Andru's Biography
The journey home



The flame grows brighter every day.

I had my first piano lesson at the age of five, and to be honest, I couldn’t understand many words my first teacher said.  She had an  incredibly thick accent, but she smiled a lot!  I also remember that I didn’t like practicing!  I’d get distracted by my friends riding their bikes past our house.  They’d look impatiently up at our Sunroom window – while I practiced the piano.  They couldn’t understand why I was wasting good daylight indoors, and mum couldn’t understand why I wanted to play a rough sport like – football!

Musically, I’ve been taught by several notable professors; each one having their individual style.  Some of these musical instructors were very proud of their abilities, and it was extremely hard and nerve-wracking to get a tense audition with them.  There are some points in my life that I’d re-do when it comes to my musical education.  I loved music, but several semesters left me with the feeling that I never wanted to play the piano EVER again!  I would tell myself – I was headed to law school after this so just “tough it out” for now.

After I finished at LSU in Classical Piano, I was on my way to enter into a private law project at Harvard.  Since Harvard is a research facility, it offers special project classes from time to time and I was fortunate to get invited in. However, I ended up in my families counselor’s office and was strongly urged not to continue with law school, but to go into professional music instead.  I was told that law school would always be there, but the door of opportunity for me to have a music career in Louisiana was never better.  That was a major cross-road in my life and I’m glad I came back home to Louisiana. Dad helped me build a recording studio while I worked with him in his manufacturing warehouses until I got enough commercial music contracts to stay busy. I have to say that working with my dad has truly been one of the greatest experiences of my life.  I can re-build an engine, change tires, electrically wire pretty much anything, plumb out a sink, draw up building plans for governmental permits, and an endless list of other “chores” that will come in handy throughout my life :)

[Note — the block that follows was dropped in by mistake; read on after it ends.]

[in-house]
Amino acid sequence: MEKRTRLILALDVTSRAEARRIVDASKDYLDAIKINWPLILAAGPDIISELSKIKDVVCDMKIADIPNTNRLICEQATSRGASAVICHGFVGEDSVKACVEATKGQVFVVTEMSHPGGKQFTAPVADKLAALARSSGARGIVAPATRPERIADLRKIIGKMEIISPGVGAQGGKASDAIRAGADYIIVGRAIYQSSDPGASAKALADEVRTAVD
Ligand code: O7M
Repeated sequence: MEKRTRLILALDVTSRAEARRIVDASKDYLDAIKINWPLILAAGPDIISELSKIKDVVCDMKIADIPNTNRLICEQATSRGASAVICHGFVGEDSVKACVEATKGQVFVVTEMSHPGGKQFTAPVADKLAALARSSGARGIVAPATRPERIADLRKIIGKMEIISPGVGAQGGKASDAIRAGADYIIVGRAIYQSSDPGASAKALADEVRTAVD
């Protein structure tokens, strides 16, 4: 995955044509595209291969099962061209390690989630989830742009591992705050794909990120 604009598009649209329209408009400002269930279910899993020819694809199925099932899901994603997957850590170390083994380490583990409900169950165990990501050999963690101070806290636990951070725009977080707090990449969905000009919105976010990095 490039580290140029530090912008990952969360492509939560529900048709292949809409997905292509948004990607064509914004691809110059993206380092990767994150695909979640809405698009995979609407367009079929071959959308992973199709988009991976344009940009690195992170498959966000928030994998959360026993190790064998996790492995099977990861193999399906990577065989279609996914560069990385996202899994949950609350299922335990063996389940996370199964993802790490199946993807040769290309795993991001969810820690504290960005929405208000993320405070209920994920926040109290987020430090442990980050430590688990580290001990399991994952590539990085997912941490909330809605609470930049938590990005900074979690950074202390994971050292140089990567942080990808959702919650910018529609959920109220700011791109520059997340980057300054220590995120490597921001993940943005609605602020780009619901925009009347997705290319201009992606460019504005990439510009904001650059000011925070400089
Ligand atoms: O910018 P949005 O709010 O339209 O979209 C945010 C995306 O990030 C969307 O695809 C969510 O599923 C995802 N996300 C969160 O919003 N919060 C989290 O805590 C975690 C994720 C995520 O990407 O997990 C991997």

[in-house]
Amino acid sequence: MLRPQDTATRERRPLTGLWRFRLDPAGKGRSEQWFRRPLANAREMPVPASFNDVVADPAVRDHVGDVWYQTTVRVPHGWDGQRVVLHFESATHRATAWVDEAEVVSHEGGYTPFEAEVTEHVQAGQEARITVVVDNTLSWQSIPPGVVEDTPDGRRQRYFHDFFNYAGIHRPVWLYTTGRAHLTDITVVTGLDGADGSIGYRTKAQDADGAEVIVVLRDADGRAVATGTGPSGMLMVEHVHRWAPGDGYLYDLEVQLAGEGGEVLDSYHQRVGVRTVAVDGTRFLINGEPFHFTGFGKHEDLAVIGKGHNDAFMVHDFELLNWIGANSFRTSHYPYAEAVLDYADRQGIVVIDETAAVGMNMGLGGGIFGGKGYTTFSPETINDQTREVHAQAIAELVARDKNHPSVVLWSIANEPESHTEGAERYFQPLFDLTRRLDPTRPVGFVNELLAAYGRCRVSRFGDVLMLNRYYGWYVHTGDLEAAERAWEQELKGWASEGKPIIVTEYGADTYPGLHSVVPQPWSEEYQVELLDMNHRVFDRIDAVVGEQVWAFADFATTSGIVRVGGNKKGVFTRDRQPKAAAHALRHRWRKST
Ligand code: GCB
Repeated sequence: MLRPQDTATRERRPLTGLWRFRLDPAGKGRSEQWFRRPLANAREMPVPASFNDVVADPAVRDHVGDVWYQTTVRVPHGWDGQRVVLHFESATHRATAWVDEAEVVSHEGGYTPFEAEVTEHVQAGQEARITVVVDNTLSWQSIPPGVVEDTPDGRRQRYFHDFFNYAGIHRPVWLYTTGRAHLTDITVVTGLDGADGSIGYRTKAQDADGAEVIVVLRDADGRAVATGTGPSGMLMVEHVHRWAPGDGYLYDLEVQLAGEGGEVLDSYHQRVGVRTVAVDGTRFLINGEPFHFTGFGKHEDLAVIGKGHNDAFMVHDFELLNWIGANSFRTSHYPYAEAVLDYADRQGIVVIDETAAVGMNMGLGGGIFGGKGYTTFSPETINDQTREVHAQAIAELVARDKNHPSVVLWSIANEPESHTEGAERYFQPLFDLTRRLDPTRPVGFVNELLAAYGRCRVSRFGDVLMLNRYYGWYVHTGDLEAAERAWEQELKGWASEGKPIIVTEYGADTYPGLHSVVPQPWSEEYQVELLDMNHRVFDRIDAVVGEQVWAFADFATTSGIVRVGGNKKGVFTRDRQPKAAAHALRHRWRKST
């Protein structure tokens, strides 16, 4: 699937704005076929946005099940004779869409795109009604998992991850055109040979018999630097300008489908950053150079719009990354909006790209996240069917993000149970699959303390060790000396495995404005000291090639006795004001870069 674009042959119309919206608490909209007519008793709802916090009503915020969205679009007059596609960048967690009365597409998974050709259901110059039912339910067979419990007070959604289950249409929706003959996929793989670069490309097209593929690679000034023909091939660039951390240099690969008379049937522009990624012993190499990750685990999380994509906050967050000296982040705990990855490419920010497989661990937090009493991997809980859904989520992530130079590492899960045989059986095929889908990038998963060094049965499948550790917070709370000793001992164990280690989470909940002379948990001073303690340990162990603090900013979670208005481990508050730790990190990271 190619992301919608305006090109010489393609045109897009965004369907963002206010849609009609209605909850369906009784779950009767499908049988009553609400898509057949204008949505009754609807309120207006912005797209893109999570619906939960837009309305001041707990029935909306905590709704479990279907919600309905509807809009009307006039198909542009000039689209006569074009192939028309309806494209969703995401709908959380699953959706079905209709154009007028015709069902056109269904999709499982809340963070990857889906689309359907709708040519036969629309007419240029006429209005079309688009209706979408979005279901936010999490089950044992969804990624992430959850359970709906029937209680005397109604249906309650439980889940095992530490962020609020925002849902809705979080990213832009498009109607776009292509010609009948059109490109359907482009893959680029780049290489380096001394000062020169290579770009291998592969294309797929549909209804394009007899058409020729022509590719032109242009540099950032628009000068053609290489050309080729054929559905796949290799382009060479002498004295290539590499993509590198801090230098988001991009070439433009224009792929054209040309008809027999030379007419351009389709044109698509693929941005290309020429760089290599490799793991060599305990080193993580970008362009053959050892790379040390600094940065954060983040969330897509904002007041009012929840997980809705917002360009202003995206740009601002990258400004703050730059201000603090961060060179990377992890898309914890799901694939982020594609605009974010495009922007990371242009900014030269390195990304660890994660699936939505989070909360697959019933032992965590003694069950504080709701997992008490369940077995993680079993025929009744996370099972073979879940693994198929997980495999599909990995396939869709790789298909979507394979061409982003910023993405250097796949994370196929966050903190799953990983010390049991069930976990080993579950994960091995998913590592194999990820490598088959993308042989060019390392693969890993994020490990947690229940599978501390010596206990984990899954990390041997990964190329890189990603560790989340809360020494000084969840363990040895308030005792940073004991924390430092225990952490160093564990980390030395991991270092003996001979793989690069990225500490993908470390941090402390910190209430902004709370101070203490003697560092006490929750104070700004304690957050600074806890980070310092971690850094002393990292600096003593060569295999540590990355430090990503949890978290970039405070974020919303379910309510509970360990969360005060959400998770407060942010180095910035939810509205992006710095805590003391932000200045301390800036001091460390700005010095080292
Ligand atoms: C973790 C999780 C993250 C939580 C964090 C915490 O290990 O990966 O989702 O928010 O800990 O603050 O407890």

The most important thing I’ve learned concerning life is that there’s no better education then hands on reality.  You can have years of academic education only to discover it means absolutely nothing when it comes down to business, music, people, love, home – life.  They can’t teach in school what you ultimately have to learn through trial and error, and throughout life – you have to be willing to experiment a lot!  So, here I am . . . composing commercial music for film, advertisement, the video game industry, and I’m working on several personal business projects that may make music just become a “hobby” for me.  What’s incredible is – I love every minute of experimenting with what works in life!

Regardless what my future holds, I do like having a director sit in my studio while I’m tweaking the last minute sound effects – screaming, breaking glass – anything that makes a film work; it does feel great to me.  It’s a lot of long hours but in the end – the finished product looks and sounds incredible.  It leaves me with a great sense of accomplishment that I can rewind over and over again.  I also love working in film because, for the most part, there’s this harmonious sense of community on and off set.  There’s a lot of money on the line and no time to be wasted on attitude adjustments – “there’s always someone else waiting in the wings to take your place.”  I’m all about being a team player and I love the fact that the entertainment industry encourages sincerity and positive attitudes as a priceless asset.

Ultimately, doesn’t it all come down to forming relationships in anything we do?  Family, business, seeing a need – filling it, and people being team players – that’s what life is about!  It takes brilliant minds coming together in every aspect of existence – a merger of talents to bring about a unique master-piece.  We as a people are standing on the cusp of making some beautifully intelligent and wise decisions that can help our world become a more mindful and loving home.  David Foster said, “Every little thing that happens to you, good and bad, becomes a little piece of the puzzle of who you become.”  I think we’re all pieces of this grand puzzle and through working together, we can become a part of something phenomenal.